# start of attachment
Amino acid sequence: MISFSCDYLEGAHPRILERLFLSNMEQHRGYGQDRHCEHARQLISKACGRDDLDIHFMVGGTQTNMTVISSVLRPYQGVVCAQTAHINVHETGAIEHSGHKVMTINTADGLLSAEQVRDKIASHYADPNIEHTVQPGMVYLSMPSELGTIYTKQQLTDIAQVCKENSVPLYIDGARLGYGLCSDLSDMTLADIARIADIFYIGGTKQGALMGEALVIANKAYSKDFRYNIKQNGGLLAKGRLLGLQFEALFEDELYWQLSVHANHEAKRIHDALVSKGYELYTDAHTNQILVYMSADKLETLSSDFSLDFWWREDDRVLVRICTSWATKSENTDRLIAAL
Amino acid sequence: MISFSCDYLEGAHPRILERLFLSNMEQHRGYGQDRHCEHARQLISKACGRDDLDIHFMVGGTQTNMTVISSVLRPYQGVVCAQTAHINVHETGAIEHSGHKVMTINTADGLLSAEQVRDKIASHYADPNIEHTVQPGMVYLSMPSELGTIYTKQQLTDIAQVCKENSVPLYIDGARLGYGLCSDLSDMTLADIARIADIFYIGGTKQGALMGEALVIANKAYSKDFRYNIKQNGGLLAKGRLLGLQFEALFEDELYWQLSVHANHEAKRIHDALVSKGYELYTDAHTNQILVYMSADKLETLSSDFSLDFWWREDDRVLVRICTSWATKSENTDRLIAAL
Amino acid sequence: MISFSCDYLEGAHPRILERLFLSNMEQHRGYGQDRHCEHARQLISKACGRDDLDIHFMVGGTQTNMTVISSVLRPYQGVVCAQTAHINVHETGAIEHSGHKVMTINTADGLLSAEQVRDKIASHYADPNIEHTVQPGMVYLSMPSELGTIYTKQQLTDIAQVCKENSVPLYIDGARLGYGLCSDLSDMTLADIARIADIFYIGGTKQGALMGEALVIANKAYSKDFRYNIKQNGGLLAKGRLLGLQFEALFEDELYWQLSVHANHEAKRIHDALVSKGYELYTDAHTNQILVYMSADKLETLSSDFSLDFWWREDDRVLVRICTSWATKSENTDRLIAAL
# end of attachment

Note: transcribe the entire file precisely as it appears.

Amino acid sequence: MISFSCDYLEGAHPRILERLFLSNMEQHRGYGQDRHCEHARQLISKACGRDDLDIHFMVGGTQTNMTVISSVLRPYQGVVCAQTAHINVHETGAIEHSGHKVMTINTADGLLSAEQVRDKIASHYADPNIEHTVQPGMVYLSMPSELGTIYTKQQLTDIAQVCKENSVPLYIDGARLGYGLCSDLSDMTLADIARIADIFYIGGTKQGALMGEALVIANKAYSKDFRYNIKQNGGLLAKGRLLGLQFEALFEDELYWQLSVHANHEAKRIHDALVSKGYELYTDAHTNQILVYMSADKLETLSSDFSLDFWWREDDRVLVRICTSWATKSENTDRLIAAL
Amino acid sequence: MISFSCDYLEGAHPRILERLFLSNMEQHRGYGQDRHCEHARQLISKACGRDDLDIHFMVGGTQTNMTVISSVLRPYQGVVCAQTAHINVHETGAIEHSGHKVMTINTADGLLSAEQVRDKIASHYADPNIEHTVQPGMVYLSMPSELGTIYTKQQLTDIAQVCKENSVPLYIDGARLGYGLCSDLSDMTLADIARIADIFYIGGTKQGALMGEALVIANKAYSKDFRYNIKQNGGLLAKGRLLGLQFEALFEDELYWQLSVHANHEAKRIHDALVSKGYELYTDAHTNQILVYMSADKLETLSSDFSLDFWWREDDRVLVRICTSWATKSENTDRLIAAL
Amino acid sequence: MISFSCDYLEGAHPRILERLFLSNMEQHRGYGQDRHCEHARQLISKACGRDDLDIHFMVGGTQTNMTVISSVLRPYQGVVCAQTAHINVHETGAIEHSGHKVMTINTADGLLSAEQVRDKIASHYADPNIEHTVQPGMVYLSMPSELGTIYTKQQLTDIAQVCKENSVPLYIDGARLGYGLCSDLSDMTLADIARIADIFYIGGTKQGALMGEALVIANKAYSKDFRYNIKQNGGLLAKGRLLGLQFEALFEDELYWQLSVHANHEAKRIHDALVSKGYELYTDAHTNQILVYMSADKLETLSSDFSLDFWWREDDRVLVRICTSWATKSENTDRLIAAL